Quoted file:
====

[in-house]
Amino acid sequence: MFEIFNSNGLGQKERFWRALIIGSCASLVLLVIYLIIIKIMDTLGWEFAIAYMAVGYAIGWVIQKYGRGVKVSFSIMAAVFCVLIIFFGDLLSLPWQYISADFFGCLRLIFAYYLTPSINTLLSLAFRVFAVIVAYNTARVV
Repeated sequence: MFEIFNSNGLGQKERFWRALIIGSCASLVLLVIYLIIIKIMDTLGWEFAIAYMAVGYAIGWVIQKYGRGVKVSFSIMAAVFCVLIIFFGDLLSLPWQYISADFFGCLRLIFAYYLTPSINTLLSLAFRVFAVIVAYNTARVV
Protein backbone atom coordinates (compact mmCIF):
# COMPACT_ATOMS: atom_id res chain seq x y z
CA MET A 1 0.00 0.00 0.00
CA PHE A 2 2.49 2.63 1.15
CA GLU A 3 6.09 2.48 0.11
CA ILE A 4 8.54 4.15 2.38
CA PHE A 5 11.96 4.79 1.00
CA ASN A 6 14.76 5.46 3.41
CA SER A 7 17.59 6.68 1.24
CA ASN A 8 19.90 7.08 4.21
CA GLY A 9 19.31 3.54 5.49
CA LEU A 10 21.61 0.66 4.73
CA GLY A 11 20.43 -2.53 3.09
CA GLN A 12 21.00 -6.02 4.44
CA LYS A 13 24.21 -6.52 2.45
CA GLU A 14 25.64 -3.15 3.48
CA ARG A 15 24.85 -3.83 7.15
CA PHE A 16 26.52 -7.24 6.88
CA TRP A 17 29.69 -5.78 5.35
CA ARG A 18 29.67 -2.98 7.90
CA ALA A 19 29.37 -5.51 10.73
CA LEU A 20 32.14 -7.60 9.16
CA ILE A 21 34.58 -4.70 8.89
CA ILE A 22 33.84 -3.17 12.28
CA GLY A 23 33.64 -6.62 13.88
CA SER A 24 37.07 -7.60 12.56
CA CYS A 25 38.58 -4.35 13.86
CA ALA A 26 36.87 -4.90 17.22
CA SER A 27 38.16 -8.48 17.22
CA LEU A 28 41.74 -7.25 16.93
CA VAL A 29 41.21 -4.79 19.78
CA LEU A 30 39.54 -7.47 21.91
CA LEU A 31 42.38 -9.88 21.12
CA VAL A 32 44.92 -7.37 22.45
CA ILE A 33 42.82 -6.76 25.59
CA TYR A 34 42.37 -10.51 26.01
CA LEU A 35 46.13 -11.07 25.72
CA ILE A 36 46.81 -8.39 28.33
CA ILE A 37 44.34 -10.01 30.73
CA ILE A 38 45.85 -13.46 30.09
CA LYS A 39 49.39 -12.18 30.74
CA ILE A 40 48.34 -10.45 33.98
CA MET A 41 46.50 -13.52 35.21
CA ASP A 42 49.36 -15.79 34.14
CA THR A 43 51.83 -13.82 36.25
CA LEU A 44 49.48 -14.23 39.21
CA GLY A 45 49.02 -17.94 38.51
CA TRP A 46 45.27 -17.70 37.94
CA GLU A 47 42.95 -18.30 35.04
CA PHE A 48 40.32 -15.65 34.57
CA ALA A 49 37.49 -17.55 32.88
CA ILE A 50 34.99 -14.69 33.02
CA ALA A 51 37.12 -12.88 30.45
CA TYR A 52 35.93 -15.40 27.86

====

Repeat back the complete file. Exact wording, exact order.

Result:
[in-house]
Amino acid sequence: MFEIFNSNGLGQKERFWRALIIGSCASLVLLVIYLIIIKIMDTLGWEFAIAYMAVGYAIGWVIQKYGRGVKVSFSIMAAVFCVLIIFFGDLLSLPWQYISADFFGCLRLIFAYYLTPSINTLLSLAFRVFAVIVAYNTARVV
Repeated sequence: MFEIFNSNGLGQKERFWRALIIGSCASLVLLVIYLIIIKIMDTLGWEFAIAYMAVGYAIGWVIQKYGRGVKVSFSIMAAVFCVLIIFFGDLLSLPWQYISADFFGCLRLIFAYYLTPSINTLLSLAFRVFAVIVAYNTARVV
Protein backbone atom coordinates (compact mmCIF):
# COMPACT_ATOMS: atom_id res chain seq x y z
CA MET A 1 0.00 0.00 0.00
CA PHE A 2 2.49 2.63 1.15
CA GLU A 3 6.09 2.48 0.11
CA ILE A 4 8.54 4.15 2.38
CA PHE A 5 11.96 4.79 1.00
CA ASN A 6 14.76 5.46 3.41
CA SER A 7 17.59 6.68 1.24
CA ASN A 8 19.90 7.08 4.21
CA GLY A 9 19.31 3.54 5.49
CA LEU A 10 21.61 0.66 4.73
CA GLY A 11 20.43 -2.53 3.09
CA GLN A 12 21.00 -6.02 4.44
CA LYS A 13 24.21 -6.52 2.45
CA GLU A 14 25.64 -3.15 3.48
CA ARG A 15 24.85 -3.83 7.15
CA PHE A 16 26.52 -7.24 6.88
CA TRP A 17 29.69 -5.78 5.35
CA ARG A 18 29.67 -2.98 7.90
CA ALA A 19 29.37 -5.51 10.73
CA LEU A 20 32.14 -7.60 9.16
CA ILE A 21 34.58 -4.70 8.89
CA ILE A 22 33.84 -3.17 12.28
CA GLY A 23 33.64 -6.62 13.88
CA SER A 24 37.07 -7.60 12.56
CA CYS A 25 38.58 -4.35 13.86
CA ALA A 26 36.87 -4.90 17.22
CA SER A 27 38.16 -8.48 17.22
CA LEU A 28 41.74 -7.25 16.93
CA VAL A 29 41.21 -4.79 19.78
CA LEU A 30 39.54 -7.47 21.91
CA LEU A 31 42.38 -9.88 21.12
CA VAL A 32 44.92 -7.37 22.45
CA ILE A 33 42.82 -6.76 25.59
CA TYR A 34 42.37 -10.51 26.01
CA LEU A 35 46.13 -11.07 25.72
CA ILE A 36 46.81 -8.39 28.33
CA ILE A 37 44.34 -10.01 30.73
CA ILE A 38 45.85 -13.46 30.09
CA LYS A 39 49.39 -12.18 30.74
CA ILE A 40 48.34 -10.45 33.98
CA MET A 41 46.50 -13.52 35.21
CA ASP A 42 49.36 -15.79 34.14
CA THR A 43 51.83 -13.82 36.25
CA LEU A 44 49.48 -14.23 39.21
CA GLY A 45 49.02 -17.94 38.51
CA TRP A 46 45.27 -17.70 37.94
CA GLU A 47 42.95 -18.30 35.04
CA PHE A 48 40.32 -15.65 34.57
CA ALA A 49 37.49 -17.55 32.88
CA ILE A 50 34.99 -14.69 33.02
CA ALA A 51 37.12 -12.88 30.45
CA TYR A 52 35.93 -15.40 27.86